Classic Computer Magazine Archive COMPUTE! ISSUE 162 / MARCH 1994 / PAGE 98

Electronic Esperanto. (foreign language software)
by Anthony Moses

While there are a few intolerably smug people who can easily soak up a new language, the rest of us have to work at it. Ever since the curse of Babel, people have been trying to find a painless way to acquire a second language, through techniques ranging from hypnosis to sleep-learning to the use of magic rings. It's no wonder that the personal computer has been pressed into service as a language tutor. The past several years have seen the appearance of a number of programs that purport to help you learn a foreign language; many of the newer programs take advantage of CD-ROM technology to provide digitized video and recordings of native speakers to help your pronunciation. But upgrading their systems isn't a move that many users are prepared (or able) to make yet, and while some CD-ROM programs are also available in disk format, they may take up to 40MB on your hard drive. So the big question is whether there's anything out there that can help you get bilingual without making a big hardware investment or further taxing on already overtaxed hard disk.

The good news first: Yes, there is. While it's not likely that any computer-based instrution can ever replace clasroom or real-world experience in learning a second language, the programs covered here can be of some help to people who wish to practice above and beyond the call of the curriculum. Even better, the largest of these requires no more than 15MB of drive space, and most require much less. The programs reflect differnt philosophies of language learning, which may be a good thing. People do, after all, have different ways of learning a subject and different reasons for wanting to know a new language. The bad news is that no matter which of these programs you choose, you're still going to have to use your brain.

A common way to begin learning a language is to memorize basic words and phrases so you can get by in a foreign-language environment. The EZ Language series from Future Trends Software is a good place to start. EZ Language is the PC version of the traveler's vest-pocket phrase book. There is no attempt to instruct the user in grammar. EZ Language simply tells you what to say to get what you want, and it's perhaps less concerned with comprehension than with results--probably the main concern of most tourists. Once past the title screen, you enter the colorful Main menu, which consists of eight subject areas (Basic Phrases, Arrival, Eating Out, Shopping, and so on). Clicking on any of these areas will give you a series of phrases and illustrated vocabulary words; click on any of these, and you'll hear a native speaker of the language say the word or phrase (EZ Language can use the PC speaker if you don't have a sound card, though you'll have to load a driver for it). If you have a microphone to plug into your sound card, you can record and play back your own voice to check on your pronunciation. Once you have gone through the whole lesson, you'll be tested. Correct answers get a gong of acknowledgement; wrong answers get a bizarre cuckoo whistle.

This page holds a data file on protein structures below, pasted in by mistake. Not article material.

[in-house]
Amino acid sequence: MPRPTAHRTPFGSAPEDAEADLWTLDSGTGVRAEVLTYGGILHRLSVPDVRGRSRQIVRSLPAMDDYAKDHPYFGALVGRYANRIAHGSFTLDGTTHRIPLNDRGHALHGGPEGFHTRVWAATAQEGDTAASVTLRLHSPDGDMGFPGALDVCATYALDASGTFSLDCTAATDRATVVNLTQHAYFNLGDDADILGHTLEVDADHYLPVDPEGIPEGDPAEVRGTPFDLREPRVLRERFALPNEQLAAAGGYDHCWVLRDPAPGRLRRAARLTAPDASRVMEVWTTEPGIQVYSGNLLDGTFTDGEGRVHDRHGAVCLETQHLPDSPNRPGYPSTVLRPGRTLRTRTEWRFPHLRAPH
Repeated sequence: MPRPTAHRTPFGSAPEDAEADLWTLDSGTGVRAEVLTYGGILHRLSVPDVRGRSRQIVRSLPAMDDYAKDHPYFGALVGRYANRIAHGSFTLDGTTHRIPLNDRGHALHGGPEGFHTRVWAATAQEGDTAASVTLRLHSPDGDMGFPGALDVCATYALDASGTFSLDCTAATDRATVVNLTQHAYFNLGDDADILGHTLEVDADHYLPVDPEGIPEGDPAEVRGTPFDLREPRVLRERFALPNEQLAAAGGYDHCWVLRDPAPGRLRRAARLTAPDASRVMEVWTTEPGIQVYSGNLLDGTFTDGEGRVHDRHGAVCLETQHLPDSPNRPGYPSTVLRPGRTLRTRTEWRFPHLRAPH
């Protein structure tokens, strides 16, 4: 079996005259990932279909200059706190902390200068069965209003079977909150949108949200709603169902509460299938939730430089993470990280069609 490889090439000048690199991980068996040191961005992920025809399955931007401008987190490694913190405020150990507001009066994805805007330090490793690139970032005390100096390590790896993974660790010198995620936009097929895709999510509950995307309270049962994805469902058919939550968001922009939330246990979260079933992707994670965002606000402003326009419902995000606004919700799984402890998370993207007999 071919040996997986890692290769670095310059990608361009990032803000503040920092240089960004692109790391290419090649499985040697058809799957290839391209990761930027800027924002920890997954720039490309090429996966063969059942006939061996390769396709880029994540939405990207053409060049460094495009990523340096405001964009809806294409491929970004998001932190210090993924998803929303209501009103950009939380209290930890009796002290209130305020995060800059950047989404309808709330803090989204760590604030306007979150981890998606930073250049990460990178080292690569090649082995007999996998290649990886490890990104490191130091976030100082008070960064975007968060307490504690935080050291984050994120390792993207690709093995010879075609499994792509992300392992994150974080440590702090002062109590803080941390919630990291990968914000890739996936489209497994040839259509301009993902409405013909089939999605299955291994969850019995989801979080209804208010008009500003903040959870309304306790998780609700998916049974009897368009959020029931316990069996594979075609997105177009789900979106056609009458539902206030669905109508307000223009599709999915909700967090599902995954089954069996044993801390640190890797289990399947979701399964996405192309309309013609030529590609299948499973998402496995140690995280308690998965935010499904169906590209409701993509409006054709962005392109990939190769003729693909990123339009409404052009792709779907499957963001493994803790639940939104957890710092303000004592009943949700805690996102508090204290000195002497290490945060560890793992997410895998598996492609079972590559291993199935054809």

EZ Language is fun to play with; interspersed with the lessons are fun facts about the country and digitized photographs of scenery. It can be instructional on a very basic level, though you have to wonder who its intended audience is. As a phrase book, it's bulkier (and less comprehensive) than the old vest-pocket editions, and not many tourists carry their laptops everywhere they go on vacation. The tests are also occasionally so transparent that they're no real gauge of ability. If the test sentence is Le ______est cass and only one of the four English choices has a blank in it, can you guess which is correct? Users who are looking for a basic tourist-survival vocabulary will find EZ Language useful, and children just beginning in a foreign language will find it a lot of fun. But while the technique of beginning in a language by memorizing vocabulary and expressions is certainly valid, older and more serious language students will want to look for something a bit more substantial.

Torture for the Advanced

A more substantial program for building a store of words and phrases is the Word Torture series from HyperGlot (available in Spanish, German, French, and Italian). Word Torture is a high-tech take on an old language class standby, the flashcard drill. Word Torture's Preference Page lets you set up the conditions for your drill: You can choose from three vocabulary lists and decide how many words to include in the session, the order in which the words will appear (random or alphabetical), the length of the pause between words, and whether to use the flashcard or test mode. Once you're set up back at the Work Page, Word Torture will flash a word in either the original or the target language. If you're in flashcard mode, the translation will pop up in the Correct Answer window; if you're in test mode, type the answer in another window and wait for the verdict. Word Torture keeps a tab on your performance and tells you your score.